Got chemistry? It’s in a kiss
Published in the Feb. 14, 2011, Raleigh News & Observer and the Feb. 14, 2011, Charlotte Observer
BY WHITNEY L.J. HOWELL - CORRESPONDENT
“You don’t have to be rich to be my girl. You don’t have to be cool to rule my world. Ain’t no particular sign I’m more compatible with. I just want your extra time and your …Kiss.”
DURHAM — Hand it to Prince for capturing the allure of a kiss in those lyrics.
It’s something almost everyone intuitively understands: A kiss is more than a kiss, and in fact, a good lip lock can seal a relationship.
The mystery of what makes a smooch smolder and why we do it prompted Sheril Kirshenbaum, a former research associate at the Duke University Nicholas School of the Environment, to study the passionate pastime and write “The Science of Kissing” (Grand Central Publishing).
“I didn’t realize until I did this book how important the kiss is,” said Kirshenbaum, now a University of Texas at Austin marine biology researcher. Kirshenbaum was at the Regulator Bookstore in Durham last month.
It takes chemistry
It might not be test tubes and Bunsen burners, but there’s more real chemistry going on during a kiss
than you probably want to contemplate during an embrace.
That fluttery feeling you get when you’re kissing a new partner – the racing heart and spiking blood pressure – comes from dopamine. It revs your engine, but you can thank the love hormone, oxytocin, for bringing you back for more years after the novelty has worn away, Kirshenbaum said.
Science also suggests kisses can be our detectives. With each swirl of the tongue, our partner’s saliva gives us hormonal clues about whether he or she would be a good companion for parenthood.
If you pucker up and the kiss is lifeless, your body could be telling you something. So, kiss your partner early and often, Kirshenbaum said, to see if you feel a sizzle.
Consider it the body’s first line of defense against dating – or marrying – the wrong person, said University of Albany evolutionary psychologist Gordon Gallup Jr. It also gets us off the hook for trying to improve our kissing techniques.
“There’s evidence to suggest that modifying your kissing ability might not be in your biological best interest,” Gallup said. “If you push for a relationship after a lackluster kiss, that relationship could end poorly.”
And don’t discount the role your nose can play in bringing you in for a kiss. Scientists have evidence that while men might not be pigs, they certainly smell like them – and women, in fact, may like it.
It turns out that men have the same hormone – androstenone – in their sweat that male pigs have in their saliva.
Though smelling the hormone makes sows immediately receptive to mating, it doesn’t exactly work like a magic elixir for women. However, in some experiments, women have shown a preference for chairs sprayed with the hormone, and men have conspicuously avoided the same seats.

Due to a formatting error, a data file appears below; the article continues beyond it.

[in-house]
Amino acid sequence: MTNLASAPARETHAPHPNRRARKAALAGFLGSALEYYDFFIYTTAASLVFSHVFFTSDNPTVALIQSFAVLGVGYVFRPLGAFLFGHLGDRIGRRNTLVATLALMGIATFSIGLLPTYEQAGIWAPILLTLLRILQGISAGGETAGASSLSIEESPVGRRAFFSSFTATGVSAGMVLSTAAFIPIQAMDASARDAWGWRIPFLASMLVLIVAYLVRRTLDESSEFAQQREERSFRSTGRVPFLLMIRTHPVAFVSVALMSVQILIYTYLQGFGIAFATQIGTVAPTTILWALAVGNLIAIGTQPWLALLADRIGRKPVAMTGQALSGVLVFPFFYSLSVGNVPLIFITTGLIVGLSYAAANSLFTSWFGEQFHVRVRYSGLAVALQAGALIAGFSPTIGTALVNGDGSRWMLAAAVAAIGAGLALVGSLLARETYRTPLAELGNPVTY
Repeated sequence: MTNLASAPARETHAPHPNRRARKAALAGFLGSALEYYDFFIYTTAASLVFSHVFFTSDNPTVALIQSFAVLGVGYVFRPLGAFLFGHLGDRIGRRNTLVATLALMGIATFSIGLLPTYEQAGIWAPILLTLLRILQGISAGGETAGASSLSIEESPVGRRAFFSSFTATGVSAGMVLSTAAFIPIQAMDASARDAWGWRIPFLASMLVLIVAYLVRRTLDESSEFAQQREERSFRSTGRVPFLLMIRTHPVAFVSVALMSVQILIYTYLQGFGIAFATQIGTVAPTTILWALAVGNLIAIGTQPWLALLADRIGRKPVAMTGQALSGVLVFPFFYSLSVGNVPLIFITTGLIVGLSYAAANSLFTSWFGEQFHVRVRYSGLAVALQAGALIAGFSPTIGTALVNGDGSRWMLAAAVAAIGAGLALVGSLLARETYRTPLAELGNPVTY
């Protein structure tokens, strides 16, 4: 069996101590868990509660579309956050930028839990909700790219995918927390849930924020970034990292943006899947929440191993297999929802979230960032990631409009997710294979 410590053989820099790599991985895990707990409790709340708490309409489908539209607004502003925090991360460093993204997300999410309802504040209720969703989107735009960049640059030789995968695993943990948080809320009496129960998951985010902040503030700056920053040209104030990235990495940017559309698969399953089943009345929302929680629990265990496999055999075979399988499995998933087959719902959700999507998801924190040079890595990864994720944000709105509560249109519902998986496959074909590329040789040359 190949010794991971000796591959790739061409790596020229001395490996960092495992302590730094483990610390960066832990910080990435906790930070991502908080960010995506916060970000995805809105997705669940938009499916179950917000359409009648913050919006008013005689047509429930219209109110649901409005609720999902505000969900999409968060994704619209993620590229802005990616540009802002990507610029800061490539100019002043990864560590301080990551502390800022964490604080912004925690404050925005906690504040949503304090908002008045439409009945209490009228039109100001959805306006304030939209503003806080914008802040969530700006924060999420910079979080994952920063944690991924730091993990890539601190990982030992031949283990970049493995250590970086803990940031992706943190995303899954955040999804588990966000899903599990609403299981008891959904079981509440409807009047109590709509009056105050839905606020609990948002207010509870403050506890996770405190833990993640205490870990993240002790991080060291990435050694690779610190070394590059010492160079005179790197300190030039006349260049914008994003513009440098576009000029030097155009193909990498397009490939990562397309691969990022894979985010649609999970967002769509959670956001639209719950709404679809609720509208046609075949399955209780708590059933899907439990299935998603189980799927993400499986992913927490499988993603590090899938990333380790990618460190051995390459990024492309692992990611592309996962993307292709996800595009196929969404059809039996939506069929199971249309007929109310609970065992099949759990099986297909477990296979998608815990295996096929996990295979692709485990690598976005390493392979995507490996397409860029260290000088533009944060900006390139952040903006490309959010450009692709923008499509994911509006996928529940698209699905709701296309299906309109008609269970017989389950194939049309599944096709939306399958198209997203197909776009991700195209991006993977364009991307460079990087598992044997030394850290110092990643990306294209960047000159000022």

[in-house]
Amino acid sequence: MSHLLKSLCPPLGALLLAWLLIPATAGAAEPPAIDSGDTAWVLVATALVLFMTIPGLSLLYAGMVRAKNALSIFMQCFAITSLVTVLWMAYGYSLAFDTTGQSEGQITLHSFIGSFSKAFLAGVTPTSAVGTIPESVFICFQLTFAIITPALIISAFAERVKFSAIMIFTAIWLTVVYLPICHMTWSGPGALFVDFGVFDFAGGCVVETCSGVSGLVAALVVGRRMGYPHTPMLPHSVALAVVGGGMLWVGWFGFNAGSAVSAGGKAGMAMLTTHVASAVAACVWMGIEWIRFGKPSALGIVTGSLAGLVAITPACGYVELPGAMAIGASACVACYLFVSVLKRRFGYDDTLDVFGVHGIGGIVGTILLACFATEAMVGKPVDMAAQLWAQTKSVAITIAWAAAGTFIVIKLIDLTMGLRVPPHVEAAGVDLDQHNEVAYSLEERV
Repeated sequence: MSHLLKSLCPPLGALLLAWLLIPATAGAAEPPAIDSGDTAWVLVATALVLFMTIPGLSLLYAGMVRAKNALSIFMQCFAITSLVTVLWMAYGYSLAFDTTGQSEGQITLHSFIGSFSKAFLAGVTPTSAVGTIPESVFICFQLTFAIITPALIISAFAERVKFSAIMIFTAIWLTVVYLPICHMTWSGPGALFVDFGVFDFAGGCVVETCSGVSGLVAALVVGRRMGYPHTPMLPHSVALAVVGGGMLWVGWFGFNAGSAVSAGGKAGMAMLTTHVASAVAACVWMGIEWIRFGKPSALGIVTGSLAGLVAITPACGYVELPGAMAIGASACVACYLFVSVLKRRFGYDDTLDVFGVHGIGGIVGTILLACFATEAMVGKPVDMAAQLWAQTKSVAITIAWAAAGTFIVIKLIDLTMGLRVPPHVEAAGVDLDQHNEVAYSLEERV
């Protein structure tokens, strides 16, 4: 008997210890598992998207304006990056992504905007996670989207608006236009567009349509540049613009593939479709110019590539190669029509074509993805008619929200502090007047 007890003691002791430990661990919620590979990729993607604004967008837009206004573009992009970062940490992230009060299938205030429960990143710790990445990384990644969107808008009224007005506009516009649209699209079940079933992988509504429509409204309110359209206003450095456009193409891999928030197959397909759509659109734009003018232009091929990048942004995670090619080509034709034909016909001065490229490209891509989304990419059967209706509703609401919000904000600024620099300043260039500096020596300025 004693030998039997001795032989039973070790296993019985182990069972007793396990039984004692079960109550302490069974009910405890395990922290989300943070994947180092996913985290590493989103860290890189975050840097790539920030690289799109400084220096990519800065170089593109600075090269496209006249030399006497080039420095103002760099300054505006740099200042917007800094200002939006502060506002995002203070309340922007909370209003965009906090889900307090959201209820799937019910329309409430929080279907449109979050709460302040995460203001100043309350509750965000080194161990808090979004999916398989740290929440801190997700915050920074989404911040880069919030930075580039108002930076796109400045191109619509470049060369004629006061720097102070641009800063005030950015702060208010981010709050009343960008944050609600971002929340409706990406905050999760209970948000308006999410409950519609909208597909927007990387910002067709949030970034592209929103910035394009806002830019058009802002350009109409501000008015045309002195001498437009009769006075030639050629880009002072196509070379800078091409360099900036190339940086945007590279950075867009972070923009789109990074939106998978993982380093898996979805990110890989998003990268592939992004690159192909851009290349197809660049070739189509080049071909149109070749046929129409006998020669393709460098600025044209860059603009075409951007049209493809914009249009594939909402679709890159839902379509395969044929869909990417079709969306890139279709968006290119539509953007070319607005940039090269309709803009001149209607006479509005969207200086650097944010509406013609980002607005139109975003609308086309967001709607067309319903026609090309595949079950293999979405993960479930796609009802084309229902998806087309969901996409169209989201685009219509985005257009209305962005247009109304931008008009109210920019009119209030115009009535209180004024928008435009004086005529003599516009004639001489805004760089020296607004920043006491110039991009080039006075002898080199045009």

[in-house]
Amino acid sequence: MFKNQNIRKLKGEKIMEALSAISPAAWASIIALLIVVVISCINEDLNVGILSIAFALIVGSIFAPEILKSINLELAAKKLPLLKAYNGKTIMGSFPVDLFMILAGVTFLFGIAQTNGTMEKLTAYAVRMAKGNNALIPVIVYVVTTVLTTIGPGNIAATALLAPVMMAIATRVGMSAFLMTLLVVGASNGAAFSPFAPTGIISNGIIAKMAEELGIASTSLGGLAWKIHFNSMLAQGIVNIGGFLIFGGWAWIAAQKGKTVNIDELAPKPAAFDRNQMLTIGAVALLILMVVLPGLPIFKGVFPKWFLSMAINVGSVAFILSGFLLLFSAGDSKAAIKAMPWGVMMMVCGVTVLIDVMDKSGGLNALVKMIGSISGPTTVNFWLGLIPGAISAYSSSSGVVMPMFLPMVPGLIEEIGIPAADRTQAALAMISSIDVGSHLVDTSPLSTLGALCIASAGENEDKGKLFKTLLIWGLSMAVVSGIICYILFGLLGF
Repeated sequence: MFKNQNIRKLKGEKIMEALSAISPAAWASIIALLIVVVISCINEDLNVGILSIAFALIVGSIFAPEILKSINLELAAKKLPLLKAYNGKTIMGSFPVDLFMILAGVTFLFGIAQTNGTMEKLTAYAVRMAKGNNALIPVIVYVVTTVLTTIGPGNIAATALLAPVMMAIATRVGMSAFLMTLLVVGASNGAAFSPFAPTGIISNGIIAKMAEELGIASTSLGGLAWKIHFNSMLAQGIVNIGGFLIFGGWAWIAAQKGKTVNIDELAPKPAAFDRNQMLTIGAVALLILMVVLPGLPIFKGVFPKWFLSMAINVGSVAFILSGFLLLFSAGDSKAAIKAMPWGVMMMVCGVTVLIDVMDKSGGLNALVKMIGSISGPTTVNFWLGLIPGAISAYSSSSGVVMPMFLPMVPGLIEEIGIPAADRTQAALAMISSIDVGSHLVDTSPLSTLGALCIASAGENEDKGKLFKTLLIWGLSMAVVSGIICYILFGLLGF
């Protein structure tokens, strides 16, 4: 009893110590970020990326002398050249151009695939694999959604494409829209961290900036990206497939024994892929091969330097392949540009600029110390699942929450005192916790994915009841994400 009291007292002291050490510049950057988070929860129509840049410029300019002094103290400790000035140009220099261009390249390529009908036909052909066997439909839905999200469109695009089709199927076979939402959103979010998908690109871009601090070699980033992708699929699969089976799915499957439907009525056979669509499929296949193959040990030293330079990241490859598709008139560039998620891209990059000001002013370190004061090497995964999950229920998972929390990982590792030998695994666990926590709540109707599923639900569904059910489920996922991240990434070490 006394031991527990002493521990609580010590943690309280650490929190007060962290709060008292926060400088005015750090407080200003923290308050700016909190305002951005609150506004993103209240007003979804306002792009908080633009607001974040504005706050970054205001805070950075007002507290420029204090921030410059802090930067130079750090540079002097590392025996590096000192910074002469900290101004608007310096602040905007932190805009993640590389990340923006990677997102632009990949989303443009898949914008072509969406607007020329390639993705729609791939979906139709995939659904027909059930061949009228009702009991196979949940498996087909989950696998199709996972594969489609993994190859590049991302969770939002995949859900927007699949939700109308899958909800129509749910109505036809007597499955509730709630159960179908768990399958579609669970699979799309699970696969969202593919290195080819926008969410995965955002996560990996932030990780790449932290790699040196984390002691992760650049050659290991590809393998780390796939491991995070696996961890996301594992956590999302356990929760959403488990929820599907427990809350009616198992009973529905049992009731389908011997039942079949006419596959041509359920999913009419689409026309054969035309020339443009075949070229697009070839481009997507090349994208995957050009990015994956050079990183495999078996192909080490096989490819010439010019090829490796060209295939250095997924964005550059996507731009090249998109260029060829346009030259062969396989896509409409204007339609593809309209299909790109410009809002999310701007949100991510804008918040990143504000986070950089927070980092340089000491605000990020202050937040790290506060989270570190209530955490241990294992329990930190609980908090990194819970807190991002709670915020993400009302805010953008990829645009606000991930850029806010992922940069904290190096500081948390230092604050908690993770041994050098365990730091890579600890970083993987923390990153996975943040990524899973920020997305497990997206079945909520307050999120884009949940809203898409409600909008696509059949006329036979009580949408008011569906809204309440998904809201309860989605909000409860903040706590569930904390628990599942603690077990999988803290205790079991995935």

“There are a lot of reasons to think that, as humans, we’re picking up on something at an unconscious level,” Kirshenbaum said. “Any woman who’s ever lived in a college dorm with other women and ended up on the same menstrual cycle knows it’s possible.”
Can’t we just kiss and make up?
It turns out we can. Despite women’s protests that a peck or two at the end of an argument isn’t enough to get a man out of the dog house, scientific research disagrees. According to Gallup, studies show that kissing, and the oxytocin it pumps into the body, actually makes women more likely to dole out a reprieve.
It also shows that a kiss means something different to men and women.
“Research supports what we know about how men view kissing. They kiss as a means to an end,” Gallup said. “Either they want to gain sexual favors or they want forgiveness for misbehavior.”
It’s also a tool men can use to their advantage, said Helen Fisher, a Rutgers University anthropologist who has studied kissing.
Saliva is swimming with testosterone, Fisher said, giving men the chance to slip the women they kiss a little extra hormone to get them in the mood. This added benefit of kissing could also explain why men are far more interested in sloppy, wet kisses than women are, Kirshenbaum said.
For women, though, kissing is less about sex and more about whether the relationship is solid or whether it’s on the way down.
“We see a lot among committed couples that women view the amount of kissing as a barometer of the relationship’s status,” Gallup said. “In their minds, the more kissing there is, the more passionate it is, the more viable the relationship is.”
And once you find the right person, there’s only one way to keep the relationship simmering Kirshenbaum said. Just keep kissing.
To read the Raleigh News & Observer story online: http://www.newsobserver.com/2011/02/14/988253/got-chemistry-its-in-a-kiss.html
To read the Charlotte Observer story online: http://www.charlotteobserver.com/2011/02/13/2060496/got-chemistry-its-in-a-kiss.html
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